Flexibility for everyday museum operation
Exhibits vary widely in terms of size and format, and lighting must respond to art in a simultaneously diverse way. For this reason various light distributions are indispensable for museums and galleries. This requirement not only comes from the various display methods but also due to economic considerations. A narrow light cone for example not only reduces energy requirements to a minimum for illuminating artworks, but also saves energy costs from additionally lighting the surroundings. With exchangeable optics as accessories museums also no longer need to stock a range of different luminaires with differing light distributions, but instead merely need a drawer for storing alternative lenses. Simple, tool-free lens replacement enables the light distribution to be quickly modified to suit minor changes in exhibitions, for example from accent lighting to wallwashing. A uniform system of beam angles across all spotlight families also helps in the selection of suitable lenses for accent lighting, floodlighting and wallwashing.
Applying differentiated accents: narrow spot to flood
Narrow spot light distribution with a beam angle of less than 10° is suitable for accenting small objects with high light intensity or with wide distances between the luminaire and the object. With this narrow concentration of light a high level of illuminance is generated even at low wattages. With LED spotlights with narrow spot characteristic, 4W for example is sufficient to generate illuminance of 100fc at a distance of 12ft. A particular benefit of narrow light distributions is high visual comfort because there is hardly any direct glare. For larger exhibits, spot light distribution with a beam angle of 10° - 20° or flood with a 25° - 35° beam angle are suitable.
Creating major gestures: wide flood to oval flood
Wide light distributions are predestined for displaying large artworks or exhibits in the context of their specific space. These distribution patterns include wide flood with a beam angle of > 45° and extra wide flood with > 80°. The wide light cone enables wide luminaire spacing to be implemented, which in turn cuts investment costs. However, direct glare that is stronger than with narrow light distribution is a disadvantage.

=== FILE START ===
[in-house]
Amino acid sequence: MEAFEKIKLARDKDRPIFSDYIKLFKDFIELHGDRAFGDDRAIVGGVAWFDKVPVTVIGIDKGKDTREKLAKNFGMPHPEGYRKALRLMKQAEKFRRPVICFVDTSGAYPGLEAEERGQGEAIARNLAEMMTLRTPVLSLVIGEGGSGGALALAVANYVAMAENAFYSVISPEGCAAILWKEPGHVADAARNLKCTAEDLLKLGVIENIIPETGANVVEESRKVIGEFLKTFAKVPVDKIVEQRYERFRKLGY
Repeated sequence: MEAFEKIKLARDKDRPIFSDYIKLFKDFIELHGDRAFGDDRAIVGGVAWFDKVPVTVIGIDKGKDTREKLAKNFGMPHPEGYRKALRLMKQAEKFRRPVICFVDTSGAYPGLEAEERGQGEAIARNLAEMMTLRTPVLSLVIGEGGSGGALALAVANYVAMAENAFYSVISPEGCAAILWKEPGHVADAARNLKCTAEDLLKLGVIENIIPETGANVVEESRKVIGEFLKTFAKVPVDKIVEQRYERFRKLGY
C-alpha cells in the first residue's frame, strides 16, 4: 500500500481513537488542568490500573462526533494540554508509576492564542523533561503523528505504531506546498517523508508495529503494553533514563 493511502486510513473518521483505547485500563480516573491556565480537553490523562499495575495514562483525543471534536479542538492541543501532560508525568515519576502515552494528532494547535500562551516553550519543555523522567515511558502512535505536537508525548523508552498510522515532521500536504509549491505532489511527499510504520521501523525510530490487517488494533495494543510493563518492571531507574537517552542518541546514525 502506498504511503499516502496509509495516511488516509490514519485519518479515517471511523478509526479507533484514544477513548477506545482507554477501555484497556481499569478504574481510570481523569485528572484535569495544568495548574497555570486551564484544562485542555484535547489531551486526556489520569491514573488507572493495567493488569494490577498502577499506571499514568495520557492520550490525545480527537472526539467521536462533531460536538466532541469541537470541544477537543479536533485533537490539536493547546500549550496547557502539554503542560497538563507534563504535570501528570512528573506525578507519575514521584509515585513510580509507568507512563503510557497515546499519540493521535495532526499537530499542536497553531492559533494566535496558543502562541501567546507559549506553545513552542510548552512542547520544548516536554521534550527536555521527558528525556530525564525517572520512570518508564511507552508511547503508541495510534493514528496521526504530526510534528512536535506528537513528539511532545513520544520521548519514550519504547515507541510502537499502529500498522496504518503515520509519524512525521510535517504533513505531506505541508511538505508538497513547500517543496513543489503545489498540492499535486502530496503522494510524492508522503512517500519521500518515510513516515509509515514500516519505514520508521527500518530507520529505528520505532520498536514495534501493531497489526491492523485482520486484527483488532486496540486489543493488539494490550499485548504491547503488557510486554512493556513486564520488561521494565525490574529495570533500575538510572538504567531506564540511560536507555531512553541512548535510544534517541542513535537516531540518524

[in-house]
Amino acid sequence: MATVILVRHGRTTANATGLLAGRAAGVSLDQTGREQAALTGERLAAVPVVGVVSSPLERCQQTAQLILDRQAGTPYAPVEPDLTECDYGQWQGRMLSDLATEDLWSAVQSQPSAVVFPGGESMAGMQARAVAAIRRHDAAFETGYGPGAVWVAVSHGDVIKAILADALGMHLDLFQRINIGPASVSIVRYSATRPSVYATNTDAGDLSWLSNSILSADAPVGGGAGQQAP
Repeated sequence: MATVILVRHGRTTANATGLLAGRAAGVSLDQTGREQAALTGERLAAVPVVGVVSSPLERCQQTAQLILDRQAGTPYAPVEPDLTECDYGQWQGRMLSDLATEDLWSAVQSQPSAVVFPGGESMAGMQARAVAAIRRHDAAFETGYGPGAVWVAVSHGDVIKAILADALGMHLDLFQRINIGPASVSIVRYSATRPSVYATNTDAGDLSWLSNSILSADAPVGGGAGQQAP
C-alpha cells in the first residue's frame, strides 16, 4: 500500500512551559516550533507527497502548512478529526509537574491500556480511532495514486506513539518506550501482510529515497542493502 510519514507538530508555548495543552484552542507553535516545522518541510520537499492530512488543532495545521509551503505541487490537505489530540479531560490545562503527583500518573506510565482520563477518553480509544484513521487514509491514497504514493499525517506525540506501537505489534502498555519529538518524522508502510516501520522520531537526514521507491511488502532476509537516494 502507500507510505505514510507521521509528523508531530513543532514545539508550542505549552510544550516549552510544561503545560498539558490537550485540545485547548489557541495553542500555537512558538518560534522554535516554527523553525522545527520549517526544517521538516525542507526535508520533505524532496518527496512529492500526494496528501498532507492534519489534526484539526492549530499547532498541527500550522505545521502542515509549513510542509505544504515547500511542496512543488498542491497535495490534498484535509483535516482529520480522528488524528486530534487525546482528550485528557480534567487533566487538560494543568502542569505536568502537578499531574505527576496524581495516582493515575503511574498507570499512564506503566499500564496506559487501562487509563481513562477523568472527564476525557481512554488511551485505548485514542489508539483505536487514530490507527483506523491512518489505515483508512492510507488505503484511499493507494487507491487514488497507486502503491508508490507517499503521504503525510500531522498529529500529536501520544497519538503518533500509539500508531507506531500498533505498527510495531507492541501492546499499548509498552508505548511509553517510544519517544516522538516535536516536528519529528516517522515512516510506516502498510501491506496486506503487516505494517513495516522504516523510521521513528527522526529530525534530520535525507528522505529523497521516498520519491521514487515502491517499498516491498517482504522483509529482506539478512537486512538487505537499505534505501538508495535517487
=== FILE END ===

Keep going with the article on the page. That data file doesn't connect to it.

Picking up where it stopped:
Possibilities for floodlighting large art objects include rotationally symmetrical floodlights and axially symmetrical floodlights that generate oval light cones. These are able to efficiently illuminate vertical or horizontal exhibits with linear shapes. Instead of two or three spotlights with narrow light distribution, a single floodlight with oval flood characteristic is sufficient. Furthermore, with slender objects such as columns, the illuminance is concentrated on the object via the oval light cone, which avoids any disruptive brightening of the areas around the object as would be caused by wide or extra wide flood light distribution. For freely rotating the alignment of the oval flood light distribution, a round luminaire head with round Spherolit lens is recommended instead of a rectangular luminaire with a square lens that can only be adjusted in a 90° angle.
Highlighting art on walls: wallwash
The uniform floodlighting of walls is ideal for displaying pictures on walls that should not be emphasized individually but as a single unit with the architecture. Exhibitions benefit from highly harmonious and uniform distribution of brightness with the wallwash Spherolit lens both in the vertical and horizontal planes. For the more sophisticated asymmetrical light distribution, the microstructure of this lens has a complex form optimized with computer simulation by the lighting engineers.
Lens technology for greater efficiency